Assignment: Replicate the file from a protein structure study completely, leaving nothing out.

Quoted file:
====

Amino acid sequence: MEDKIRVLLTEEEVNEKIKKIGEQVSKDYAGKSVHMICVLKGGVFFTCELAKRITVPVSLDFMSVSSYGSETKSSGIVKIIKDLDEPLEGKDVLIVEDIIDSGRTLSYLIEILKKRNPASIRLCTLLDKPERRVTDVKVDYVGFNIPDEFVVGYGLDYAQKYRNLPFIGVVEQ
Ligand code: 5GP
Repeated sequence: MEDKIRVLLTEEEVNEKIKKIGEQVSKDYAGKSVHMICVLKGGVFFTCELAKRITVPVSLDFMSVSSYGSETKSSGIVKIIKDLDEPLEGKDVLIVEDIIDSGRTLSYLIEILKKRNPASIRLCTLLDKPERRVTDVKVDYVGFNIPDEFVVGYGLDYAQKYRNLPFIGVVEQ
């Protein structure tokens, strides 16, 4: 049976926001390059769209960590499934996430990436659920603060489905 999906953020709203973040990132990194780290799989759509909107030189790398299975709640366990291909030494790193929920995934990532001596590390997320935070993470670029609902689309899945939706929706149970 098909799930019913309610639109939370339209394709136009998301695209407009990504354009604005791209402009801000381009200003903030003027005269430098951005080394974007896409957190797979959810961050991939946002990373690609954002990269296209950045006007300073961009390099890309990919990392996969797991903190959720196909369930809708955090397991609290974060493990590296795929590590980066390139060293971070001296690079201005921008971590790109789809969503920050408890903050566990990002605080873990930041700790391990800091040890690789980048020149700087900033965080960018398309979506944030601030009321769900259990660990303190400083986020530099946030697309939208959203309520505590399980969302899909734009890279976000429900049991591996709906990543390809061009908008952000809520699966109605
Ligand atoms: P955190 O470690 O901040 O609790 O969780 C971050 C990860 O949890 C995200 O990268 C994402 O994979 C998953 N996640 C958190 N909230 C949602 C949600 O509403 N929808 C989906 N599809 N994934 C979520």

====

Amino acid sequence: MEDKIRVLLTEEEVNEKIKKIGEQVSKDYAGKSVHMICVLKGGVFFTCELAKRITVPVSLDFMSVSSYGSETKSSGIVKIIKDLDEPLEGKDVLIVEDIIDSGRTLSYLIEILKKRNPASIRLCTLLDKPERRVTDVKVDYVGFNIPDEFVVGYGLDYAQKYRNLPFIGVVEQ
Ligand code: 5GP
Repeated sequence: MEDKIRVLLTEEEVNEKIKKIGEQVSKDYAGKSVHMICVLKGGVFFTCELAKRITVPVSLDFMSVSSYGSETKSSGIVKIIKDLDEPLEGKDVLIVEDIIDSGRTLSYLIEILKKRNPASIRLCTLLDKPERRVTDVKVDYVGFNIPDEFVVGYGLDYAQKYRNLPFIGVVEQ
């Protein structure tokens, strides 16, 4: 049976926001390059769209960590499934996430990436659920603060489905 999906953020709203973040990132990194780290799989759509909107030189790398299975709640366990291909030494790193929920995934990532001596590390997320935070993470670029609902689309899945939706929706149970 098909799930019913309610639109939370339209394709136009998301695209407009990504354009604005791209402009801000381009200003903030003027005269430098951005080394974007896409957190797979959810961050991939946002990373690609954002990269296209950045006007300073961009390099890309990919990392996969797991903190959720196909369930809708955090397991609290974060493990590296795929590590980066390139060293971070001296690079201005921008971590790109789809969503920050408890903050566990990002605080873990930041700790391990800091040890690789980048020149700087900033965080960018398309979506944030601030009321769900259990660990303190400083986020530099946030697309939208959203309520505590399980969302899909734009890279976000429900049991591996709906990543390809061009908008952000809520699966109605
Ligand atoms: P955190 O470690 O901040 O609790 O969780 C971050 C990860 O949890 C995200 O990268 C994402 O994979 C998953 N996640 C958190 N909230 C949602 C949600 O509403 N929808 C989906 N599809 N994934 C979520």